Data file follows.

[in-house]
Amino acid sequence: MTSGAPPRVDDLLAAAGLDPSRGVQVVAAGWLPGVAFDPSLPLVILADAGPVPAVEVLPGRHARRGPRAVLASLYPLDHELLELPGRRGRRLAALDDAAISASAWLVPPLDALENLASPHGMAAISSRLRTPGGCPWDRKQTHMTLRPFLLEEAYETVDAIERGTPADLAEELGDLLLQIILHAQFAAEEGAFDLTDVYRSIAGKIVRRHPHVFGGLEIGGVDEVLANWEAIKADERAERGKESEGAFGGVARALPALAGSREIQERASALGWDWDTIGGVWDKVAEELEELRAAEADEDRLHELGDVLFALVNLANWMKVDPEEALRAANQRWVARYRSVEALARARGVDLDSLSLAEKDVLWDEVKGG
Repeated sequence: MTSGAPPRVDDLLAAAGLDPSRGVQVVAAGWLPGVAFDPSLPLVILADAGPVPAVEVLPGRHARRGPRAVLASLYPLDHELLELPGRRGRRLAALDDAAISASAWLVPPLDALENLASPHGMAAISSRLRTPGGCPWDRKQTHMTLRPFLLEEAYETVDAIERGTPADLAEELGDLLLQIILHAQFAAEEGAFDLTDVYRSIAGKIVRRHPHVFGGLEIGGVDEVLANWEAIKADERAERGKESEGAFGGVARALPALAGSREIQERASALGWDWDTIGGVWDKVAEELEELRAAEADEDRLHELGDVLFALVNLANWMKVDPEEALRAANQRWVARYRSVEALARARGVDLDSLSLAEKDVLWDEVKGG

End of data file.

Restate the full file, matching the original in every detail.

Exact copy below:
[in-house]
Amino acid sequence: MTSGAPPRVDDLLAAAGLDPSRGVQVVAAGWLPGVAFDPSLPLVILADAGPVPAVEVLPGRHARRGPRAVLASLYPLDHELLELPGRRGRRLAALDDAAISASAWLVPPLDALENLASPHGMAAISSRLRTPGGCPWDRKQTHMTLRPFLLEEAYETVDAIERGTPADLAEELGDLLLQIILHAQFAAEEGAFDLTDVYRSIAGKIVRRHPHVFGGLEIGGVDEVLANWEAIKADERAERGKESEGAFGGVARALPALAGSREIQERASALGWDWDTIGGVWDKVAEELEELRAAEADEDRLHELGDVLFALVNLANWMKVDPEEALRAANQRWVARYRSVEALARARGVDLDSLSLAEKDVLWDEVKGG
Repeated sequence: MTSGAPPRVDDLLAAAGLDPSRGVQVVAAGWLPGVAFDPSLPLVILADAGPVPAVEVLPGRHARRGPRAVLASLYPLDHELLELPGRRGRRLAALDDAAISASAWLVPPLDALENLASPHGMAAISSRLRTPGGCPWDRKQTHMTLRPFLLEEAYETVDAIERGTPADLAEELGDLLLQIILHAQFAAEEGAFDLTDVYRSIAGKIVRRHPHVFGGLEIGGVDEVLANWEAIKADERAERGKESEGAFGGVARALPALAGSREIQERASALGWDWDTIGGVWDKVAEELEELRAAEADEDRLHELGDVLFALVNLANWMKVDPEEALRAANQRWVARYRSVEALARARGVDLDSLSLAEKDVLWDEVKGG